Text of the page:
Those Facebook groups, incidentally, are a key feature in the Jerusalem dynamics. There are a few–Hebrew, English, women’s only, etc.–and apparently they are all secret, so their membership is in the tens of thousands, and every conversation goes something like this: “What time does the zoo close on Saturday?” “Don’t go to the zoo, all zoos torture animals.” “Don’t go on the Holy Sabbath, everyone in Jerusalem must observe the laws of Judaism.” “All I want to know is when they close.” “Damned animal hater, what’s wrong with you?” “Don’t you understand this is holy ground you’re stepping on?” “I’m not even Jewish. When do they close?” “Five, you abhorrent heathen because of whom salvation has not come yet, and make sure you buy a popsicle so you may choke on it.” This is a microcosm of the loving, nurturing conversation going on between the city’s various communities.

The one thing that unites us, here in Israel’s holiest city, is yellow and black. It’s Beitar Jerusalem. Last night in class the teacher tried to give an example of two football teams. He could only come up with Beitar. I saw a bus this morning whose green paintjob was invisible underneath a bunch of yellow banners, stickers, and tape. Ironic, as when there’s a Beitar game that bus is going nowhere. The streets? They are closed. But then, we Jerusalem citizens are used to that: the streets are closed here more often that they’re open, even if we discard the standstill traffic that’s so characteristic of even the city’s largest avenues. Everything for our own good, to promote tourism / health / interfaith friendship / Lord knows what. Marathons, parades, demonstrations, and celebrations abound. We just grumble. We are excellent grumblers here.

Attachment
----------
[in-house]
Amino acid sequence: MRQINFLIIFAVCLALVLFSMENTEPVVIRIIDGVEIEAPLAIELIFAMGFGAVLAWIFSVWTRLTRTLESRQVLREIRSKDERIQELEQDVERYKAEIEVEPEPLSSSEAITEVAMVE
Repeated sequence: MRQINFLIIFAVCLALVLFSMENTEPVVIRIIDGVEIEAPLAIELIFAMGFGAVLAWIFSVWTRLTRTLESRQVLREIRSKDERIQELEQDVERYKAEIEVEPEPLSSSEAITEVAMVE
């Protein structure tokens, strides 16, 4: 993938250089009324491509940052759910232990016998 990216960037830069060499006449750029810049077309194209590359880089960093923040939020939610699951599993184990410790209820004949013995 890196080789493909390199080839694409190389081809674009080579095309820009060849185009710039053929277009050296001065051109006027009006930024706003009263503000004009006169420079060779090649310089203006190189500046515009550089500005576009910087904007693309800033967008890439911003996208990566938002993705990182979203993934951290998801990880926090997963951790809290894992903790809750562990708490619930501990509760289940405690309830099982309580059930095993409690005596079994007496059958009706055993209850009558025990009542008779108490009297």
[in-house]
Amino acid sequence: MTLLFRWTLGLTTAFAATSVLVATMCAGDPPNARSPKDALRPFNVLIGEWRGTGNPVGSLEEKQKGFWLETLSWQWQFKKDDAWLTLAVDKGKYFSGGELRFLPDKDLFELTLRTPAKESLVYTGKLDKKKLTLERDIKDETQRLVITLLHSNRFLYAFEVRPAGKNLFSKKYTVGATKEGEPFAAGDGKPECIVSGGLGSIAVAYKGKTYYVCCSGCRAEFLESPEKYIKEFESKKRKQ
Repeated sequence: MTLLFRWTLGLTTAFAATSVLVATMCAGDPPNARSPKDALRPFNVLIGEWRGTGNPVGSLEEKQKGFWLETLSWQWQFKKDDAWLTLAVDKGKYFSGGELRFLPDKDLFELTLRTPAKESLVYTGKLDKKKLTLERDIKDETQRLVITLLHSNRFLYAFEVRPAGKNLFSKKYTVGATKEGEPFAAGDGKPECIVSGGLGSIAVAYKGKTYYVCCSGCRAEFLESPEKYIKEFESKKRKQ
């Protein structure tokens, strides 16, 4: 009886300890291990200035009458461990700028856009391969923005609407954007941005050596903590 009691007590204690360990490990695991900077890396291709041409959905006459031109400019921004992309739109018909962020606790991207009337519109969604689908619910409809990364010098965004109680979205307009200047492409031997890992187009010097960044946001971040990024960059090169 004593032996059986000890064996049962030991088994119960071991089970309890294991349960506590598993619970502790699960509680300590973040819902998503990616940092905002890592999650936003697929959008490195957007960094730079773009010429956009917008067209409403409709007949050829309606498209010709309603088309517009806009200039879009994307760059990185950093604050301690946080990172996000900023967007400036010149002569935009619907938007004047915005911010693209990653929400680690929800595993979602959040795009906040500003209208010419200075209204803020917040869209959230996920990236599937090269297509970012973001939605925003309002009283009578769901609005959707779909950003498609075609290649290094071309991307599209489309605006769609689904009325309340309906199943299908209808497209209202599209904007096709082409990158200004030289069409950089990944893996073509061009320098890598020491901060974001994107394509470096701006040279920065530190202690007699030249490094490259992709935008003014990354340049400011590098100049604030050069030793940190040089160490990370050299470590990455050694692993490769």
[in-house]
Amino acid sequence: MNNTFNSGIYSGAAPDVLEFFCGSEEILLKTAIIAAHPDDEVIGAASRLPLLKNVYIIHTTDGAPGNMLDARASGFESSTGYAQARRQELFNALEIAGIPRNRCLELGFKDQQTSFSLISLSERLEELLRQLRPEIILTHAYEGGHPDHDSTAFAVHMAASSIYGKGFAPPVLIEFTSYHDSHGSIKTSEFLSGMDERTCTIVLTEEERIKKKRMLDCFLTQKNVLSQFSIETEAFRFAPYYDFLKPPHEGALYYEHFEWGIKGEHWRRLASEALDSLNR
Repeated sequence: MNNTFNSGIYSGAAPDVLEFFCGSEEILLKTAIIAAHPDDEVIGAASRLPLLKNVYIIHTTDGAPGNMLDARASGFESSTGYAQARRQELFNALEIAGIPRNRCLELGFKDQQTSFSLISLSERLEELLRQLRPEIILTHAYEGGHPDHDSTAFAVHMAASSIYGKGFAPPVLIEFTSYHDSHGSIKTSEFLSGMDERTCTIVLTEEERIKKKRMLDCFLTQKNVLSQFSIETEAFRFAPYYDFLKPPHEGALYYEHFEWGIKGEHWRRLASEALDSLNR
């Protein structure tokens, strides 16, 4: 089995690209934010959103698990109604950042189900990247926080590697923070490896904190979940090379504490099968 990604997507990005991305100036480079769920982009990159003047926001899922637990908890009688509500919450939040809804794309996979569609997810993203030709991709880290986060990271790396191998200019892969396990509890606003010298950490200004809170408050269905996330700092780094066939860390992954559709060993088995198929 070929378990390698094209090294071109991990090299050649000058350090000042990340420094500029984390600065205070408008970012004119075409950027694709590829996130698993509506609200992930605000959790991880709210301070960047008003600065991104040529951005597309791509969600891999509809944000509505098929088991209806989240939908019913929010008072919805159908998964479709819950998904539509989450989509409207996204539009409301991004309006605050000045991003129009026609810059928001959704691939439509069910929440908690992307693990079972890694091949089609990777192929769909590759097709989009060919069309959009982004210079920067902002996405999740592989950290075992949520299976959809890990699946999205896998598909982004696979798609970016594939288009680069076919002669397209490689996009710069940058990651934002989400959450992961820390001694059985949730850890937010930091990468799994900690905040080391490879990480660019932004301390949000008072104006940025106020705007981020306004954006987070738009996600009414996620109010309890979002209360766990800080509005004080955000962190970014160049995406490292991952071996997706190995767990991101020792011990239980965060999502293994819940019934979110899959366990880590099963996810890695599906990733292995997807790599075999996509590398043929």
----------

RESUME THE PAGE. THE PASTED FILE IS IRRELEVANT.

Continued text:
The weather is another uniting feature. We have a separate weather website from the rest of the country. In Tel Aviv you know where you stand with the weather, and that’s normally in a puddle of your own sweat mixed with 100% humidity. In Jerusalem, on the other hand, instead of regular weather we have a climate, provided helpfully by the hills and the wind. Your main concerns when setting out somewhere on foot are whether the climb in the heat will kill you, and whether to bring a sweatshirt for the inevitable evening chill (yes).

On paper, Jerusalem is the city of gold, holy to all nations, majestic as it sits among its millenia-old hills, unperturbed by the small nonsense of daily life, carrying on as it always has. In reality, the only things that stay the same here are the tensions and the dust. So much dust. No idea how it gets in, but if you sit in the same spot in the house for a day, you’re bound to need a wipe-down. Maybe it’s the holiness taking physical shape.

I had a dream in which we moved back to the village where we lived a couple years ago. Woke up covered in sweat. Not to live in Jerusalem? Inconceivable.